The Isle of Man In the heart of the Irish Sea, off the north west coast of England, lies Britain’s best kept secret – the Isle of Man.
Just 33 miles long by 13 miles wide, the Isle of Man is a must for all countryside lovers with its many different landscapes and breathtaking views. It is said that every type of scenery found in the British Isles can also be found on the Island: layered cliffs, purple mountains, gorse clad valley slopes, sandy beaches and woodland glens. Walkers can enjoy unspoilt coastal and hillside footpaths, and this little kingdom is perfect for bicycles, following clearly signposted routes, which make a series of cycle tracks throughout the Island.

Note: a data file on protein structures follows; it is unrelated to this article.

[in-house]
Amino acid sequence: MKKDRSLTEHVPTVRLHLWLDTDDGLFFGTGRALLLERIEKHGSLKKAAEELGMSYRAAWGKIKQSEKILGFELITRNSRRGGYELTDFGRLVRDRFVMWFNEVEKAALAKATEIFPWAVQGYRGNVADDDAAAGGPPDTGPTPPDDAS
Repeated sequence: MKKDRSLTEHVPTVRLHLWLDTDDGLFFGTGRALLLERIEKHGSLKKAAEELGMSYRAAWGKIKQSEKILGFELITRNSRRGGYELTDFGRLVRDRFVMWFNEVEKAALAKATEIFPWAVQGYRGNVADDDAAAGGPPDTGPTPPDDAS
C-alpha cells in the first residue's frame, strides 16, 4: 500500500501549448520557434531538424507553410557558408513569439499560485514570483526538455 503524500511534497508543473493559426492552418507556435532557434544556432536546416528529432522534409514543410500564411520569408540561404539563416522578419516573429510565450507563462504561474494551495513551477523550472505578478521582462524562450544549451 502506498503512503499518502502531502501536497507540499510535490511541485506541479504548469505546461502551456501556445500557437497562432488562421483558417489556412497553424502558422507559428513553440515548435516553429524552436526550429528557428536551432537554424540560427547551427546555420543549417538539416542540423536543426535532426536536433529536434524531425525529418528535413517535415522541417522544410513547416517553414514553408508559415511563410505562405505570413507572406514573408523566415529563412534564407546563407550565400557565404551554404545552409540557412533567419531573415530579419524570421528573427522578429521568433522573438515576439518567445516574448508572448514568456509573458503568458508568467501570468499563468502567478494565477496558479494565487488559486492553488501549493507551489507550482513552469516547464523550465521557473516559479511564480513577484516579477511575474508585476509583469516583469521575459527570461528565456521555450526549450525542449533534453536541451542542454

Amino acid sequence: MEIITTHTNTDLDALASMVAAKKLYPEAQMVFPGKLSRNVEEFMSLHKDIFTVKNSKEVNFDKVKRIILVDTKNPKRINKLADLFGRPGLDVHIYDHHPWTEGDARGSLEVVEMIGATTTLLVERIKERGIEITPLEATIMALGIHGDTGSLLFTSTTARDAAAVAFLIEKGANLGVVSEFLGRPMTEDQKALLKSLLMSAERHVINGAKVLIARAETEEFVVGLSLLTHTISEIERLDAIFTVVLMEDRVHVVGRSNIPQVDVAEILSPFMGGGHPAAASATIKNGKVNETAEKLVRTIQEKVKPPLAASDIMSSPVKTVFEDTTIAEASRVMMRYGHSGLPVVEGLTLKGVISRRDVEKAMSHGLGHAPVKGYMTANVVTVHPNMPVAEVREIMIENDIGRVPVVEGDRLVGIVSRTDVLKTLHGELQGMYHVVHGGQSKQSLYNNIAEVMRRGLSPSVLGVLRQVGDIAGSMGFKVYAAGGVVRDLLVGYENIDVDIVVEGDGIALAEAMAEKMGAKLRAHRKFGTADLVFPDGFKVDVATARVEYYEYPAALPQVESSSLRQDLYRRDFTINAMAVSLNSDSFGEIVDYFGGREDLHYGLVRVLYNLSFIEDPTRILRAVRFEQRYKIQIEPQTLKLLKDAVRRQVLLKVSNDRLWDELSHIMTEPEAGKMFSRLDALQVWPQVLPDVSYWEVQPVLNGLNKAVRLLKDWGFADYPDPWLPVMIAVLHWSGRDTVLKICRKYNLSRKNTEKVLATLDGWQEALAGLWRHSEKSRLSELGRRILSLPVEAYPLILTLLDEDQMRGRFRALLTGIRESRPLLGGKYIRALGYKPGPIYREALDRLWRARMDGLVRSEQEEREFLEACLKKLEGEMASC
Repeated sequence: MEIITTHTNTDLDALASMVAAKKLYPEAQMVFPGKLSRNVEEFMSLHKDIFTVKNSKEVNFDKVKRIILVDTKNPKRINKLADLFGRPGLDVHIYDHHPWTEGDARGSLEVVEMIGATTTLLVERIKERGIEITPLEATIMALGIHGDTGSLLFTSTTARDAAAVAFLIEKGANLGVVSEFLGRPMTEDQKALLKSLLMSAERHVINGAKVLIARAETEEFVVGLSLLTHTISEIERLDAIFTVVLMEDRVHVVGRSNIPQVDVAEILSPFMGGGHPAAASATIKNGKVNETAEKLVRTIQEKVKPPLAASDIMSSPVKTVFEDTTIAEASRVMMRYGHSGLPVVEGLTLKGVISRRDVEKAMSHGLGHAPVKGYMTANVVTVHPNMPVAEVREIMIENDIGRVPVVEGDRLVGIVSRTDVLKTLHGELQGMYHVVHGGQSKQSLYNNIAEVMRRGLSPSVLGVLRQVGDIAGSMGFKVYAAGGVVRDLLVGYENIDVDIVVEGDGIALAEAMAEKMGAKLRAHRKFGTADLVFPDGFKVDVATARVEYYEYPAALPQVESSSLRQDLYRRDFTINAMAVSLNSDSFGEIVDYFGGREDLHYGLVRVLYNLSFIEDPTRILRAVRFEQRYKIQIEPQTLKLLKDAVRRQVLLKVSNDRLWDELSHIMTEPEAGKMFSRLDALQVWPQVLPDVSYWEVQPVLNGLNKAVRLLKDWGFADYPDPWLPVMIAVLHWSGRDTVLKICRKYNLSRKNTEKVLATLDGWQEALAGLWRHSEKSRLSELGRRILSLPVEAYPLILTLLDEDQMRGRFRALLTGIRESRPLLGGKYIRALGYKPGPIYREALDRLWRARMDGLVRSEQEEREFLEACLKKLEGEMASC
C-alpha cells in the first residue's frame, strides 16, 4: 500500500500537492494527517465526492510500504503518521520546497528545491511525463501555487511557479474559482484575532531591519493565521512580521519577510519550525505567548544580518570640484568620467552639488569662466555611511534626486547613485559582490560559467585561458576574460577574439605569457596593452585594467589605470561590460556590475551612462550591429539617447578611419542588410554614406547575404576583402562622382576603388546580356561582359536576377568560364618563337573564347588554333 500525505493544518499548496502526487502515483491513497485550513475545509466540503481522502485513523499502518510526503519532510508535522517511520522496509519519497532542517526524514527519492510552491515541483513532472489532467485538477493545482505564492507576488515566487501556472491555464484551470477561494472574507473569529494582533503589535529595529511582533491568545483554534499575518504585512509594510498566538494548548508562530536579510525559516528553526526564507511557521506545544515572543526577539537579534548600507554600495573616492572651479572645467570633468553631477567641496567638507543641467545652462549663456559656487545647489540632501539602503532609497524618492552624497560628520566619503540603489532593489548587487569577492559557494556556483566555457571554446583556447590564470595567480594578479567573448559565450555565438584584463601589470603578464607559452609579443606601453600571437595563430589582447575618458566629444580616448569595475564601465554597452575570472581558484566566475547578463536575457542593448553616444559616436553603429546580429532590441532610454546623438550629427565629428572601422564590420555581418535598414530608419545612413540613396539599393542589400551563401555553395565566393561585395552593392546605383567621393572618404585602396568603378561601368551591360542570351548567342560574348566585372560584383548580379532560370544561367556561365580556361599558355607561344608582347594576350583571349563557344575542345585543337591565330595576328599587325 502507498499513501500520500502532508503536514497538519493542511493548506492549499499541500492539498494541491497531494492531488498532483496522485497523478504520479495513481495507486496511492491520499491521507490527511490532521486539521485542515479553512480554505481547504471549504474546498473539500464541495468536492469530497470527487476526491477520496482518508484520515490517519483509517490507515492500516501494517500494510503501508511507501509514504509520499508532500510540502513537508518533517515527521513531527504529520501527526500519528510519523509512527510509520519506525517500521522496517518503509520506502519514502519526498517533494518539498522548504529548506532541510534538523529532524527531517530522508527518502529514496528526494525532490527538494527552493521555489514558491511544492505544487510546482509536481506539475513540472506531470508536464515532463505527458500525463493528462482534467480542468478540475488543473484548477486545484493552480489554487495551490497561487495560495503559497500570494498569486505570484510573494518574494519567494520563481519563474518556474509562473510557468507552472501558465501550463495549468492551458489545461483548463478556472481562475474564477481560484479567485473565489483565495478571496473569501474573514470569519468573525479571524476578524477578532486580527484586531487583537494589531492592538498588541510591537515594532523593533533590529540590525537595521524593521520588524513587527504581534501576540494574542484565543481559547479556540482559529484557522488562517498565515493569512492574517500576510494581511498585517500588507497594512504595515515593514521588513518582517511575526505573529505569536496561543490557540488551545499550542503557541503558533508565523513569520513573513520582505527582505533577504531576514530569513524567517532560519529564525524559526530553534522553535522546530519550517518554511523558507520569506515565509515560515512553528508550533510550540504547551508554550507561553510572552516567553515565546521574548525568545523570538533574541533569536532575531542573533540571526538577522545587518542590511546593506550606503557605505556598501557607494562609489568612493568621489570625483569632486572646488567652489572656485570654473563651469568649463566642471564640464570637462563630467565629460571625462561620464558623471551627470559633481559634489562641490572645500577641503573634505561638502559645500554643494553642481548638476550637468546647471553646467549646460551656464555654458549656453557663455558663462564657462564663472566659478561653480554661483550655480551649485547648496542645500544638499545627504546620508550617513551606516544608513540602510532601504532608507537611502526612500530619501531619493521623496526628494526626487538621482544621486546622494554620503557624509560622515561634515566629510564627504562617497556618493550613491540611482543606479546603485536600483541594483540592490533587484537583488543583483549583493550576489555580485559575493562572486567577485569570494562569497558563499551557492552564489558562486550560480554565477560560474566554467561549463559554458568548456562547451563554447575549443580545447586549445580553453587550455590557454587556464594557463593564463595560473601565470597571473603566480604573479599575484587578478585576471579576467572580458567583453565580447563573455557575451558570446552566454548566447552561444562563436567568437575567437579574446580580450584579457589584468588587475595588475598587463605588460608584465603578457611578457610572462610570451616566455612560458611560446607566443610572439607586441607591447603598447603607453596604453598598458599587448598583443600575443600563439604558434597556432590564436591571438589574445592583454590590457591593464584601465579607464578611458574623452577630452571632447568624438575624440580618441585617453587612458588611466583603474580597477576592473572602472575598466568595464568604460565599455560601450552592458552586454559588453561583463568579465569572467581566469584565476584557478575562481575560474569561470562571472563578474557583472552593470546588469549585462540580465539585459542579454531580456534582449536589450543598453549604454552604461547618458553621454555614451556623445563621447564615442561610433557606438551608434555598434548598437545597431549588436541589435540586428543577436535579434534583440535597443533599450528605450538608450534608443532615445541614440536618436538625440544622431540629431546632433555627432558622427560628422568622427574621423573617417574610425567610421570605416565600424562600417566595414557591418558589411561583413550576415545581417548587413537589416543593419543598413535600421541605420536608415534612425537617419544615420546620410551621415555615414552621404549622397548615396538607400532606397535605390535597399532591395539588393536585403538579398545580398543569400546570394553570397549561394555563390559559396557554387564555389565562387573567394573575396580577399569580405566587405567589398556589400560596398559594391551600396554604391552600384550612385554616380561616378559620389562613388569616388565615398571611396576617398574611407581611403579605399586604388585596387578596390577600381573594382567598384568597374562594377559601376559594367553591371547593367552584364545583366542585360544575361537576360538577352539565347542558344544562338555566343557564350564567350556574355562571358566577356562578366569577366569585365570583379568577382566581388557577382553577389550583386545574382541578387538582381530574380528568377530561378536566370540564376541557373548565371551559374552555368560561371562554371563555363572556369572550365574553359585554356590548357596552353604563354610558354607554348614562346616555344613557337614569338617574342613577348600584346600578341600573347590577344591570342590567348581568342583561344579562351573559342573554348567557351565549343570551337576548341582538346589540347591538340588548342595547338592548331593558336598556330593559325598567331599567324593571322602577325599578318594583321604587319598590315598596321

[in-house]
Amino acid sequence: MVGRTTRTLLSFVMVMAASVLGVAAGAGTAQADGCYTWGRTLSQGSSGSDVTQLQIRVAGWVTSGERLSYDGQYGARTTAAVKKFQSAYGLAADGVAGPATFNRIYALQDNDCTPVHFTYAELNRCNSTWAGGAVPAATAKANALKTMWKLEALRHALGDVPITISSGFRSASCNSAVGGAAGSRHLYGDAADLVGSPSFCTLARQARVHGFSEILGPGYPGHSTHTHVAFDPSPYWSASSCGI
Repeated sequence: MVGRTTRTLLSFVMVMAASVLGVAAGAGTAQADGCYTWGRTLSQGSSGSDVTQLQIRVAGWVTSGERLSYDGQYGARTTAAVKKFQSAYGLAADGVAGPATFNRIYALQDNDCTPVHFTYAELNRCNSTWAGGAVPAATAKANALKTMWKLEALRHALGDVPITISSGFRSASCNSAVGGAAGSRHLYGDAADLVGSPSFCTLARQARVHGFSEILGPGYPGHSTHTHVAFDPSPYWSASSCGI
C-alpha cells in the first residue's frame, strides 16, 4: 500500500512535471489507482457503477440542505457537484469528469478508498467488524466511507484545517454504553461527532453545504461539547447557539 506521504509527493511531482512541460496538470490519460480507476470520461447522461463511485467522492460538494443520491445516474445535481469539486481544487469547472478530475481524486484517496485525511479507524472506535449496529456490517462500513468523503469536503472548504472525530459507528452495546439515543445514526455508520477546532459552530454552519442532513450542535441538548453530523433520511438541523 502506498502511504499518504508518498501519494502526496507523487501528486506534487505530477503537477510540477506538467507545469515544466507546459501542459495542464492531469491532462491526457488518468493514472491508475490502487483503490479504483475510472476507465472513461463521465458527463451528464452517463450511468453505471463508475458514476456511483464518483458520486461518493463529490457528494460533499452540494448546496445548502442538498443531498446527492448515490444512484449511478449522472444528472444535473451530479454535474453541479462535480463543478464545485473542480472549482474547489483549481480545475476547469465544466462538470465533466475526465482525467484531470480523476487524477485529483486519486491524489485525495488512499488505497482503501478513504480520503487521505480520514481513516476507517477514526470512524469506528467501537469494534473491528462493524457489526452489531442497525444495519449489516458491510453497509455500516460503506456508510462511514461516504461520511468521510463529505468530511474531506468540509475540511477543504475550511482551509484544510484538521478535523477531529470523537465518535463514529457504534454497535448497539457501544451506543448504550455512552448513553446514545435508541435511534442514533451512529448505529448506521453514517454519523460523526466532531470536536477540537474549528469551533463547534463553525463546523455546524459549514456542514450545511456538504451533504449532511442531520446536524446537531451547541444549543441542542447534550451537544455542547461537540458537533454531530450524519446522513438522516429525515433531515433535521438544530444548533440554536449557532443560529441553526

Those looking for a more gentle means of exploration can sit back and admire the view on board one of the Island’s vintage transport systems. Steam and electric railways weave their way coast to coast from Port Erin in the south to Ramsey in the north. In the Island’s capital, Douglas, Victorian horse-drawn trams transport visitors along the main promenade. But perhaps the most spectacular ride of all is aboard the Snaefell Mountain Railway. Beginning at the old mining village of Laxey – home to the world’s largest working waterwheel – the line climbs to the Island’s highest point from where it is maintained, it is possible to see the kingdoms of England, Ireland, Scotland, Wales, Mann, Heaven and the kingdom of the sea.